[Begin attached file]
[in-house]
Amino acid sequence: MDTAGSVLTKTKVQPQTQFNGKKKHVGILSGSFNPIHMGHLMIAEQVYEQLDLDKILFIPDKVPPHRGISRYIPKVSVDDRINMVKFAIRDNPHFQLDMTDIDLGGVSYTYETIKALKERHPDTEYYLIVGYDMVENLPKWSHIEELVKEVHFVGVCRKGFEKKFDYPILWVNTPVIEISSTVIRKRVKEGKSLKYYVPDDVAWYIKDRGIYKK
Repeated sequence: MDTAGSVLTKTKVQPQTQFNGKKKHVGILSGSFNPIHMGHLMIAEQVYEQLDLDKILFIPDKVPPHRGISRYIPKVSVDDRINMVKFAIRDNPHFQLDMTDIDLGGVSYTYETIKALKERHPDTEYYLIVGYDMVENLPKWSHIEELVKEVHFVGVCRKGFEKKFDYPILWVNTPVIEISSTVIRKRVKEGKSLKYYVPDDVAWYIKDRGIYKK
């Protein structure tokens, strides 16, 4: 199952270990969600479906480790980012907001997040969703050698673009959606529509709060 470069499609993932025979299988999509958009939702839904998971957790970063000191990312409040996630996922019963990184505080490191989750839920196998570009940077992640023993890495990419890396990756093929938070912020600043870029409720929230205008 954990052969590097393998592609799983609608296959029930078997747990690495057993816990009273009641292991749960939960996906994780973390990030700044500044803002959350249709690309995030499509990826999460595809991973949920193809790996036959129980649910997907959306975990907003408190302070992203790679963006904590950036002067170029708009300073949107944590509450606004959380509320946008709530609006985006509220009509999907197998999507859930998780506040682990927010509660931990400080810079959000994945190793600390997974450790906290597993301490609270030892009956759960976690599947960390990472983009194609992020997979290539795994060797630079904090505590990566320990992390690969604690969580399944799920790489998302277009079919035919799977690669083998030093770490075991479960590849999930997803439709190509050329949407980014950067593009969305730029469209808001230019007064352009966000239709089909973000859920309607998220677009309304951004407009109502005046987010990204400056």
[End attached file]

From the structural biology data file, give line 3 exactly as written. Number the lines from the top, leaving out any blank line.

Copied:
Repeated sequence: MDTAGSVLTKTKVQPQTQFNGKKKHVGILSGSFNPIHMGHLMIAEQVYEQLDLDKILFIPDKVPPHRGISRYIPKVSVDDRINMVKFAIRDNPHFQLDMTDIDLGGVSYTYETIKALKERHPDTEYYLIVGYDMVENLPKWSHIEELVKEVHFVGVCRKGFEKKFDYPILWVNTPVIEISSTVIRKRVKEGKSLKYYVPDDVAWYIKDRGIYKK